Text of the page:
EPA Must Force Idaho Factory Farms to Monitor and Report Water Pollution: Ninth Circuit


Food System

Boise, Idaho — Today the national advocacy group Food & Water Watch, along with Snake River Waterkeeper, won a Ninth Circuit challenge to EPA’s statewide water pollution permit for concentrated animal feeding operations (CAFOs, or factory farms) in Idaho. The three-judge panel unanimously held that the permit arbitrarily let factory farms off the hook for monitoring their pollution discharges into waterways.

Simply put, CAFOs in Idaho will now be required to comprehensively monitor and report on their waste discharge and water pollution for the first time. This case may have broad implications for how pollution from the factory farm industry is regulated across the country in the future.

“Today’s decision strikes a major blow against EPA’s practice of granting illegal exceptions and special treatment to the factory farm industry,” said Tarah Heinzen, Legal Director at Food & Water Watch. “Factory farms are a huge source of water pollution in Idaho and across the country, but without pollution monitoring, they have been able to pollute at will and hide this pollution from citizens and regulators. Monitoring is a critical first step towards holding factory farms accountable for illegal pollution.

“We are confident that this is the first domino to fall on the path to comprehensive pollution monitoring and accountability for America’s corporate factory farm industry,” Heinzen added.

CAFOs confine hundreds or thousands of animals and their waste, which they store in impoundments prone to leaching and ultimately dispose of on fields where it can run off into waterways. These facilities are a significant source of water pollution, including nitrates, pathogens, and pharmaceuticals, and have contributed to pollution impairments in waterways across Idaho. Because of this pollution risk, CAFOs are supposed to be regulated as “point sources” under the federal Clean Water Act, which requires polluters to follow permits that limit discharges and require monitoring to demonstrate if a facility is in compliance.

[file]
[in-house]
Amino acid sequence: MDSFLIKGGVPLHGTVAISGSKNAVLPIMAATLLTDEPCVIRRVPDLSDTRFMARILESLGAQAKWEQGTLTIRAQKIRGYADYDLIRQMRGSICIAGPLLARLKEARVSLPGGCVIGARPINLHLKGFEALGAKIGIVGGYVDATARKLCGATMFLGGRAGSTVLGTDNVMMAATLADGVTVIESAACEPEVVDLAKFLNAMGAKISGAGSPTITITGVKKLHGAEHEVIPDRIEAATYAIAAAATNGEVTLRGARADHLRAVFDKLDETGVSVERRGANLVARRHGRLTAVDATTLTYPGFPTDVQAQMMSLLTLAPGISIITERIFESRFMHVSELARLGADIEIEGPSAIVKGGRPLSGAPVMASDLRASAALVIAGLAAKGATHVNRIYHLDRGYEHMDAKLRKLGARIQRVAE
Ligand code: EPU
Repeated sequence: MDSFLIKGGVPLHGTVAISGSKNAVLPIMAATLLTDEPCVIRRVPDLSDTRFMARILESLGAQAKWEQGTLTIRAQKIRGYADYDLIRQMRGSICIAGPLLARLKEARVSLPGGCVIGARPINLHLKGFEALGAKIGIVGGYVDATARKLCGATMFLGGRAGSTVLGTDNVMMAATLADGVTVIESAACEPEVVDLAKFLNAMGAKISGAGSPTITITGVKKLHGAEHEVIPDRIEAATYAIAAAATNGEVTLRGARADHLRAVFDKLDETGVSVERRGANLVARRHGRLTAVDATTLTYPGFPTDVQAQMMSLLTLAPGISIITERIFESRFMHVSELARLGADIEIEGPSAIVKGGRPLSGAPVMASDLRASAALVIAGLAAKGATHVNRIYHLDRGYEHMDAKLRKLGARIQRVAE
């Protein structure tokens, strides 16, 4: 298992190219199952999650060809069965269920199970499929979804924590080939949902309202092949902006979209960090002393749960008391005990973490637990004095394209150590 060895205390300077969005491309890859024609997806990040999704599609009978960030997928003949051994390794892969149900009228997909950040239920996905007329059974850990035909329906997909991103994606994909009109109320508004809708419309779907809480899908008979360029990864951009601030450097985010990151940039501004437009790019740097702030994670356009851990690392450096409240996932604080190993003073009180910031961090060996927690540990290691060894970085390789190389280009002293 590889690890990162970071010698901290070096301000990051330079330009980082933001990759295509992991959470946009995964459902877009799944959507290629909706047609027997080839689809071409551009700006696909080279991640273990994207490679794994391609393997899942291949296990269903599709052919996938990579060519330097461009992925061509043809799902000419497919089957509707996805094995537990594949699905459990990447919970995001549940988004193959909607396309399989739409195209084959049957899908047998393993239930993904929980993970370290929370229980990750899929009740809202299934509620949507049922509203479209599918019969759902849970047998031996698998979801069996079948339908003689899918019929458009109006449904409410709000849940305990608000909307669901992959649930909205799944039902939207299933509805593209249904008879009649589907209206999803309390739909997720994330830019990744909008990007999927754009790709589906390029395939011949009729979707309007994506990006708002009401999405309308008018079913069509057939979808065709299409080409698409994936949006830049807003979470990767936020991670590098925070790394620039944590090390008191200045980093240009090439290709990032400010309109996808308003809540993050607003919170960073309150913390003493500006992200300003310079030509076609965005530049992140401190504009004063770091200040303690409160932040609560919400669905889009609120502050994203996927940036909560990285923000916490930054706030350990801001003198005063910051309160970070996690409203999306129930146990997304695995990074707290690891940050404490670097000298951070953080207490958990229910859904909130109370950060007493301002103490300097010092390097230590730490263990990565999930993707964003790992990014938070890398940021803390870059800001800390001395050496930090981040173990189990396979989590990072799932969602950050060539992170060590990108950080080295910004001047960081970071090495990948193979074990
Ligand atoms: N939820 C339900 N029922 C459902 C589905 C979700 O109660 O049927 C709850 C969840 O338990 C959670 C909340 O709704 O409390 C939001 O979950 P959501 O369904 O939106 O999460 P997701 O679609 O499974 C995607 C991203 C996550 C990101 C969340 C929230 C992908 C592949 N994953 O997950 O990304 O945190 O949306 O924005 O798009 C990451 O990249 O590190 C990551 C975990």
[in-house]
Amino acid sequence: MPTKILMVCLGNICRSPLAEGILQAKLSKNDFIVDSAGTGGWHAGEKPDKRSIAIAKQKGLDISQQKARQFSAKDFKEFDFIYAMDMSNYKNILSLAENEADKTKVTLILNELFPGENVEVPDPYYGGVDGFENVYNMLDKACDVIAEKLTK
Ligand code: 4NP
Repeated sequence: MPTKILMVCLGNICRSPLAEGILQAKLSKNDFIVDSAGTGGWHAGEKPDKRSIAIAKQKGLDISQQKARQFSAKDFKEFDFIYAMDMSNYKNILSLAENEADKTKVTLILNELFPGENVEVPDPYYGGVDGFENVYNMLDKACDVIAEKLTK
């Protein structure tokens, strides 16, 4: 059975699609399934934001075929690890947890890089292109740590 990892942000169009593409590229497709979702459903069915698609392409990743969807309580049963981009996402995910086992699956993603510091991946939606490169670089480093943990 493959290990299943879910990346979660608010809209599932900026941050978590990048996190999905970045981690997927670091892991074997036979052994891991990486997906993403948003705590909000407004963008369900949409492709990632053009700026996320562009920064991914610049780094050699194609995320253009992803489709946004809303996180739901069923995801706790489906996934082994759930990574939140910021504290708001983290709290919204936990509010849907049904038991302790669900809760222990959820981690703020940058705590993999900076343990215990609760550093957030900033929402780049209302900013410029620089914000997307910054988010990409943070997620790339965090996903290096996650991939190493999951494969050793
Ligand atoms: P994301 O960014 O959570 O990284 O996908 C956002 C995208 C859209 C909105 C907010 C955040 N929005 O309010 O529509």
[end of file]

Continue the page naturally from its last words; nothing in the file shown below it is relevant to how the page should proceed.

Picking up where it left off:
EPA’s Idaho Permit did not require factory farms to monitor for discharges through waste impoundments or from land application fields, instead assuming that facilities would satisfy the permit’s “zero discharge” limits. Food & Water Watch and Snake River Waterkeeper argued that this violated the Clean Water Act’s requirement that permits contain “representative” monitoring capable of showing if a facility is meeting or violating its permit. 

The Court agreed with the petitioners, holding that EPA’s Idaho Permit is unlawful because without such monitoring, “there is no way to ensure that a CAFO is complying with the Permit’s … no-discharge requirement.” 

“This victory changes the face of permitting and accountability for an industry that has avoided the requirements of the Clean Water Act’s pollution safeguards for far too long,” said Buck Ryan, Executive Director of Snake River Waterkeeper. “The public deserves to know what is being put into waterways by the State’s worst polluters, and with this decision we can begin to understand the actual levels of factory farm effluent being discharged into the Snake River in order to address their sources and ecological impact.”

The Court vacated EPA’s Idaho Permit, requiring the agency to draft a new permit with the monitoring provisions required by federal law. Because EPA and state agencies routinely omit monitoring in CAFO permits with similar pollution risks, today’s decision will pave the way for similar requirements in CAFO permits across the country. 

The Petitioners were represented in this case by Food & Water Watch and Earthrise Law Center at Lewis & Clark Law School.

Contact: Seth Gladstone – [email protected]

Federal Drilling and Fracking Update: Biden Promised a Ban – He’s Doing the Opposite


Climate and Energy

This week President Biden traveled to Western states to sound the alarm on climate action. But his administration has so far failed to deliver on one of its signature campaign promises: stopping drilling and fracking on public lands.  

During the campaign, Biden made it clear where he stood: “No more drilling on federal lands, period.” From a climate perspective, Biden’s pledge was prudent and necessary; fossil fuel development on federal lands accounts for almost a quarter of the country’s total greenhouse gas emissions.

Since taking office, however, the Biden administration has approved thousands of new oil and gas drilling permits, while simultaneously pursuing a public lands strategy vulnerable to legal challenges. Food & Water Watch has been comprehensively tracking the many pro-fossil fuels statements and decisions made since the start of the administration.

The administration has clear legal authority to immediately halt new drilling and fracking on federal lands. The fact that it continues to offer new leases (and approve new drilling/fracking permits on existing leases) is an intentional choice – one that blatantly defies Biden’s campaign pledges.

Solid Legal Basis for Drilling and Fracking Ban